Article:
He also says that the familiarity of dealing with sepsis regularly improves performance. “Even though there's a sepsis bundle, it's enormously complicated. There are something like 140 discrete tasks to accomplish to get somebody through the six-hour sepsis treatment window when we're following the whole bundle,” he explains. “If you're in a relatively quiet community hospital that doesn't necessarily see a lot of sepsis, you're just not doing it day in and day out. But the VHC team sees 15 to 20 sepsis alerts a day, so they become expert at it and are familiar with the nuances, and that's key. So having a virtualized checklist to handle that complexity is a big value-added.”
Katherine Howell, R.N., chief nursing executive for UCHealth and chief nursing officer for University of Colorado Hospital, says that change management was key to successful roll-out. “Definitely at the beginning, it was challenging, because nurses were used to their own resources and a little more control,” she says, “but through Amy's leadership, and really spending lots of time with those nursing directors, and problem-solving with them, now the Virtual Health Center is just part of the care team. The benefit the nurses see at the bedside from the assistance they get, especially with these deterioration cases like sepsis, has made a huge difference.”
Steve Hess, UCHealth’s chief information officer, notes that the health system’s IT platform was purposefully built to enable this type of innovation in virtual health. “When we set up the Virtual Health Center years ago, we built it on top of the enterprise electronic health record from Epic to make sure that we are doing things in a consistent way both at the point of care and remotely,” he says. “That required EHR integration of some new tools to allow for the remote monitoring of patients.”
In 2015, UCHealth was planning to build several new community hospitals. “We leveraged that need for telemetry and ICU coverage as part of that business plan,” Hess adds. Rather than adding decentralized local resources at those hospitals, they used that as an opportunity to create the VHC and have centralized resources to provide services such as cardiac monitoring and ICU coverage. “We used the building of the new community hospitals as the reason to stand up this virtual health center capability from a cost-neutrality perspective,” he says. “We also knew that those services, once stood up, would go on to serve the entire footprint of UCHealth, which is now 12 hospitals and hundreds of ambulatory clinics.”
‘The single hardest thing to do’
A culture of innovation has been nurtured at UCHealth. “When we set up the Virtual Health Center, we knew that we were going to have to develop areas of competency to enable us to do things that had not yet been conceived of when these technologies were first envisioned — much like our use of smartphones now is fundamentally different than it was in 2012,” says Richard Zane M.D., UCHealth’s chief innovation officer. “The sepsis work was interesting for a lot of reasons, but mainly because it was the single hardest thing to do. We thought that if we could address sepsis, then there are lots of other things we can do.”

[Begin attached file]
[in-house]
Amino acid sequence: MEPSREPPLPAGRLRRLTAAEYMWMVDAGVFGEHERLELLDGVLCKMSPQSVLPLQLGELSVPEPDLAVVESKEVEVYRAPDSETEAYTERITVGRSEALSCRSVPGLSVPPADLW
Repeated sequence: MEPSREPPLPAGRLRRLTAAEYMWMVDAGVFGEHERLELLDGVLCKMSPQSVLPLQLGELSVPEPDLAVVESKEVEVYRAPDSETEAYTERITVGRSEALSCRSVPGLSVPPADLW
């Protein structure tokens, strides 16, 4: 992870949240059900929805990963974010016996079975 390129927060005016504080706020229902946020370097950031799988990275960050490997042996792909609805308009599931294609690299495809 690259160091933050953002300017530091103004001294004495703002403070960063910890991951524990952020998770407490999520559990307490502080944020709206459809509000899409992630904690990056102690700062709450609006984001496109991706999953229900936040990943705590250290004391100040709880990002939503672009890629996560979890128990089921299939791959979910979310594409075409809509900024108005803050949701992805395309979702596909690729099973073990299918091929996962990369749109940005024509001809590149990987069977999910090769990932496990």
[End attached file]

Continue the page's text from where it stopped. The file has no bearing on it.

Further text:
Zane describes his job as chief innovation officer as helping identify early adopters, making them successful, and celebrating their wins, so that others will want to emulate them — and that's what happened with the sepsis project. “But that required being able to demonstrate a certain level of competence to the people at the bedside,” he adds. “We were able to demonstrate that we were accurate, and in our first three months we eliminated 180,000 bedside alarms.”
“We were able to show rather quickly that we reduced mortality by 30 percent. And when we presented this to our board, we didn't just say 30 percent, we said this number of people didn't die because we did this,” Zane says. “Then you earn credibility to do other things.”
The Colorado health system is looking at ways to move the sepsis surveillance a little further upstream. One example is if a patient is in the emergency department and has been admitted to the hospital but hasn’t been moved to a room yet. The VHC might bridge that gap in the transition of care, Davis says. “Once they're admitted, and if they have a sepsis signal, then our processes can be brought to bear.”
UCHealth is building on the work it has begun on surveillance. “We're looking at deterioration because we can recognize when a patient on the floor is becoming ill, even though they don't meet a certain specific criteria of a specific disease,” Zane explains. “What we can do is recognize when a chronically ill patient is deteriorating before they're actually symptomatic. Often someone with heart failure or renal failure will get sicker without feeling sick, so we can intervene and prevent a hospitalization or an emergency department admission. That is the spectrum of care that we're going after.”
“We started with sepsis because there is such a discrete playbook,” Davis says. Now we're sort of knocking on the door for other types of deterioration. How do you intervene if it's respiratory, or from blood loss in a surgical patient? Sepsis had to come first —to validate the model. And now we have the ammunition to go back to local teams and start this whole change management cycle again.”
People might ask where the return on investment is around this VHC infrastructure. “It’s true that standing up all of this infrastructure just for virtual sepsis doesn't work,” Davis says. “You need that leadership buy-in to say this infrastructure is going to solve three or four different problems, and amortize that across a whole bunch of different service lines. That's key.”
For other health systems that might want to emulate their work, Hassell recommends making sure that you design a process that's going to be actionable and augmentative and not replacing the front-line clinicians. “It has to work in tandem with them,” she says, “and on a problem that they are experiencing and that they want to solve.”